Steven Smith describes himself as an “accidental business owner”.
A former teacher turned web adviser, his first passion has always been to inform and advise his clients rather than focusing on day-to-day business matters.
So it is perhaps no surprise that he was somewhat naïve when he launched his business.
“I don’t think you start out a business like mine with the intention of being a business owner,” says Smith, the founder of United Focus, a South Australian internet strategy and advisory firm. “For me it was a by-product of fulfilling a desire to spend my working day doing work that really interested me.”
The upshot is that the mundane, but important duties such as managing projects, writing invoices and controlling cash flow have often been left in the lap of the gods.
Smith confirms: “I don’t find the business aspects – accounting, invoicing and general management – at all interesting and I am not very good at them.”
Since launching United Focus in 1995, however, the former history and English teacher has learnt a valuable lesson – as boring as some business tasks may be, they still have to be done. After reading Michael Gerber’s seminal book on SME management, <i>The E-Myth Revisited: Why Most Small Businesses Don’t Work and What to Do About It<i>, Smith realised he needed at least three components to his business: an entrepreneur, a technician and a manager.
“I was the entrepreneur and technician, but I needed a manager. Luckily my wife had managerial skills and, luckily, although at home with small children, she was willing and able to fill that role.”
Today, Smith sees his role as part communicator and part Web architect as he provides a link between the online world and the wider business community. His chief skill is to educate people about what the Web can do for them.
“It became apparent to me that there were plenty of ‘techos’ (out there), but few people who could explain how to develop website that are easy to use and easy to maintain,” Smith says.
From his base in South Australia, he helps clients plan, manage and improve their websites. “I help my clients understand what is possible, what will suit their needs and what they can afford. I also develop guidelines and standards for the web, deliver workshops and provide advice to governments about internet policy.”
It is a significant detour from his days working as a teacher in the 1980s, although his educational background comes in handy.
“I started teaching ancient history and English in the early 1980s and very early on a wise senior teacher warned me that the career path for ancient history teachers was somewhat stunted,” Smith recalls.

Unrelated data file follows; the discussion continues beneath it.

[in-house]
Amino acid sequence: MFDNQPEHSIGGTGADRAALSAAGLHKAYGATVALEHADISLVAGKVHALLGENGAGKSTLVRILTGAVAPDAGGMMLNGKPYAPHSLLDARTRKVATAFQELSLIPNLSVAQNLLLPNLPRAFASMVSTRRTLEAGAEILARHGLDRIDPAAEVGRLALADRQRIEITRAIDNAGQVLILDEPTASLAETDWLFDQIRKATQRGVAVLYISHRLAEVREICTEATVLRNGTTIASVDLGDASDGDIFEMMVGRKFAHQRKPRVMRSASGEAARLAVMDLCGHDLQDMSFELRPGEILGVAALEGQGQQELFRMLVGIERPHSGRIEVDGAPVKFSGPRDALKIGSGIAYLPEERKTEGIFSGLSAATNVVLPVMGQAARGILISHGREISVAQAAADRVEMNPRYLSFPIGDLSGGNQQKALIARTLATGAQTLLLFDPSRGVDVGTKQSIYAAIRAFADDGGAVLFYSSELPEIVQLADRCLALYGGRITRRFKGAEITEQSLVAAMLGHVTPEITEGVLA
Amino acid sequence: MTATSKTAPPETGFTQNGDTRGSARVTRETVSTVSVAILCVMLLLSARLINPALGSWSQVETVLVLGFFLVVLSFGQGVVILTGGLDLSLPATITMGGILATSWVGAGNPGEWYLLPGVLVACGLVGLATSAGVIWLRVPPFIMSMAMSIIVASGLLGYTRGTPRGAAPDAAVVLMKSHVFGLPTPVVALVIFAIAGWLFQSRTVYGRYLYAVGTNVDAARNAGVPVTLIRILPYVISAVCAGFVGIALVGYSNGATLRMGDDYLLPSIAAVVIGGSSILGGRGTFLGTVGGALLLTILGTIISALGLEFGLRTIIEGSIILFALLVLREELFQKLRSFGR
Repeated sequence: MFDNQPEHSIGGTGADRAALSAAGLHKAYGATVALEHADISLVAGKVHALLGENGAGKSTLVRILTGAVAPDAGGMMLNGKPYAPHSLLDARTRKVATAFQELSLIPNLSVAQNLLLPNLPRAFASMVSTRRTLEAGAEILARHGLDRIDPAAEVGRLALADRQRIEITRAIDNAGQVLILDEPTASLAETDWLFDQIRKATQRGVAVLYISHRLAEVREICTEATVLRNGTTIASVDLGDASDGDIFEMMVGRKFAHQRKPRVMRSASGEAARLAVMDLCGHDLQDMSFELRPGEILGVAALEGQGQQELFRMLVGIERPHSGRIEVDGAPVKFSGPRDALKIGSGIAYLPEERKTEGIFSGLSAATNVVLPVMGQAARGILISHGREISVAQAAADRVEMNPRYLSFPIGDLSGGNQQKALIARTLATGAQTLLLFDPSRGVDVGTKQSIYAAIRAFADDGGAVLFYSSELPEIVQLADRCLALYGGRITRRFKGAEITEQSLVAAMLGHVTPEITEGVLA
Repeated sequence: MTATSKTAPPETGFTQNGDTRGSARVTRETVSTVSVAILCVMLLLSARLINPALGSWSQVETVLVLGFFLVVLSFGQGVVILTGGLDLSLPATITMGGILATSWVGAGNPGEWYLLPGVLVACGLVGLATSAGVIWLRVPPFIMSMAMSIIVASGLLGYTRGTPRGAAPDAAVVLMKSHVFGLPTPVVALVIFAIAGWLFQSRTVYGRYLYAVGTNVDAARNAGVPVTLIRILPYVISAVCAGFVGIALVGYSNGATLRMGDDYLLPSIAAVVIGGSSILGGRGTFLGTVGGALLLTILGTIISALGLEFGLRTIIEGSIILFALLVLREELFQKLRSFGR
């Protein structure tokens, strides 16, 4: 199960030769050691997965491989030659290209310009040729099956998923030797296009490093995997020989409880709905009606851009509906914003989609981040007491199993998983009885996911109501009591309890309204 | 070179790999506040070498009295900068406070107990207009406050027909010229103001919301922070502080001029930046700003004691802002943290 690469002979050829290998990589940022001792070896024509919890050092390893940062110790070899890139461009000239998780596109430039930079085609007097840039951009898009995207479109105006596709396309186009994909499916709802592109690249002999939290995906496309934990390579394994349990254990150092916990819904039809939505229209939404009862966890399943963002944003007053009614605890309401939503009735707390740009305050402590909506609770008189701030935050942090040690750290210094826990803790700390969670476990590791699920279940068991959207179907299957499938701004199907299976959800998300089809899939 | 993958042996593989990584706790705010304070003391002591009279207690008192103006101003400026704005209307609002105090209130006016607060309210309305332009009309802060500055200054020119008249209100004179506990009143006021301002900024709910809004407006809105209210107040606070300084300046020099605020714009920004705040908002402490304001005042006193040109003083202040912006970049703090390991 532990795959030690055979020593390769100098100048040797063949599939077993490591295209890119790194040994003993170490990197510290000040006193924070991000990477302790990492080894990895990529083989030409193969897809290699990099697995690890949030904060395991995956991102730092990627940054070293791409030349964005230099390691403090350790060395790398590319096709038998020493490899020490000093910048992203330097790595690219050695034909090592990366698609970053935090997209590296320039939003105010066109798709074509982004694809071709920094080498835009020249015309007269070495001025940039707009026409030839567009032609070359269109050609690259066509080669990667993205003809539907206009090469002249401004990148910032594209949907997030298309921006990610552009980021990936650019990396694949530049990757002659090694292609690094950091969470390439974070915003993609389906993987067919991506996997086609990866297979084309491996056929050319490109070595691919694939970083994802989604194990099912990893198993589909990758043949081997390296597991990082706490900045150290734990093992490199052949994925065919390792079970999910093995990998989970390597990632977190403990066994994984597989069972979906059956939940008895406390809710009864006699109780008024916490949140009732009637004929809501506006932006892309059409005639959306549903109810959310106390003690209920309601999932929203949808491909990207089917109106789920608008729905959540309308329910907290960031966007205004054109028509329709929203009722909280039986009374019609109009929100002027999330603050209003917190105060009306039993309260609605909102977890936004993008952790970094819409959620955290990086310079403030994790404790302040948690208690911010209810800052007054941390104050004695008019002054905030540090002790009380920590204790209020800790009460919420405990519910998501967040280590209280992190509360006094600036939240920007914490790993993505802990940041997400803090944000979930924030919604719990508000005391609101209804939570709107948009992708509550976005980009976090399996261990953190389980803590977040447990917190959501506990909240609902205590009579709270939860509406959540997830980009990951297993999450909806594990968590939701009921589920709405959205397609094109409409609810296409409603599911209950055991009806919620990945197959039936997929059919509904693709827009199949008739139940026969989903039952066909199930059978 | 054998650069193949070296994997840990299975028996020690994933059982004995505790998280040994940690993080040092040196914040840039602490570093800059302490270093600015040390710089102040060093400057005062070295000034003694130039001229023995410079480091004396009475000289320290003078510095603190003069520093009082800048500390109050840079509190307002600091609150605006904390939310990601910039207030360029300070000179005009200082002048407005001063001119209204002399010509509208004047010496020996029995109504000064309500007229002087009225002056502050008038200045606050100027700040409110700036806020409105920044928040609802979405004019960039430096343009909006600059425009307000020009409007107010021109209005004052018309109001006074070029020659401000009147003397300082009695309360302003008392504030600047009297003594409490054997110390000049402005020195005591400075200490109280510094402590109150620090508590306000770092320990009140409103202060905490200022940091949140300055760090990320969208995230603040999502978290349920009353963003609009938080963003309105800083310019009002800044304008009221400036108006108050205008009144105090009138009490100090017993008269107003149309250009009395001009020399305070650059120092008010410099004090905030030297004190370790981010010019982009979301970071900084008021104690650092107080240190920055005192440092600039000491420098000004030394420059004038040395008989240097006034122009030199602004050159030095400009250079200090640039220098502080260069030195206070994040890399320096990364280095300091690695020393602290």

“He suggested I do a post-graduate course in the instructional uses of computers.”
While computers, email and the web are ubiquitous today, Smith’s initial fascination with IT made him somewhat of an educational pioneer in the 1980s and early 1990s. After stints working as the head of computing at a school in Adelaide and as an educational consultant for a computer company, he started his own business.
“I could see that the web was going to have a significant impact on our lives and work and the greatest hurdle was going to be people and businesses understanding how to use it … I saw a huge opportunity to help businesses understand how to profit from the web and to be the honest broker between them and the techos.”
Home and hosed
Finding the right setting for his new business was an early priority for Smith, and again he broke the trend of the day and opted for a home-based operation rather than renting a bland serviced office.
“The choice of a home office was driven by practical, financial and aesthetic considerations,” he says. “I initially considered serviced offices because I blindly accepted the common wisdom that professional business people work out of formal offices with addresses that are recognised as office precincts. But when I investigated offices I found them to be more expensive than I had anticipated and I didn’t like any of them.”
Grey industrial carpets, laminex surfaces and a lack of natural light did not appeal.
“I realised that mostly I would be going to [clients’] offices and probably would meet many over a coffee … “[I thought] that the few clients who did visit me would find [my home] inviting and for some a refreshing change from their sterile offices.”
Today, Smith continues to challenge conventional wisdom. While many managers fear a national economic slump could lead to slower business for many SMEs, Smith believes it could open new doors.
“The economic downturn will make the internet even more important as a marketing tool for businesses. Consumers will be even more money conscious and will be more inclined to use Google to find the cheapest products and services.”
This means home businesses without a credible website will be more exposed to the economic downturn than others.
Love of the job
Smith says he will continue to stay in business until he stops enjoying what he does.
“I really like what I do. I enjoy the chase of getting new work and of helping organisations improve their websites. The ex-teacher in me also loves the research work, writing papers, presenting workshops and generally educating users and businesses about the web and how it can help them in their day-to-day lives and work.”
In 2008 he planned a new business, Website Criteria, which would research and develop best practice guidelines for managing websites and intranets.
“In a sense, I sought to reinvent myself and to reposition my services which was very exciting. My plan was to move towards advising website consultants that I had accredited and trained – I wanted to be the consultant to the consultants. It all worked very well, so well that I’m about to embark on the next journey in my working, heading up eBusiness Services for KPMG nationally.”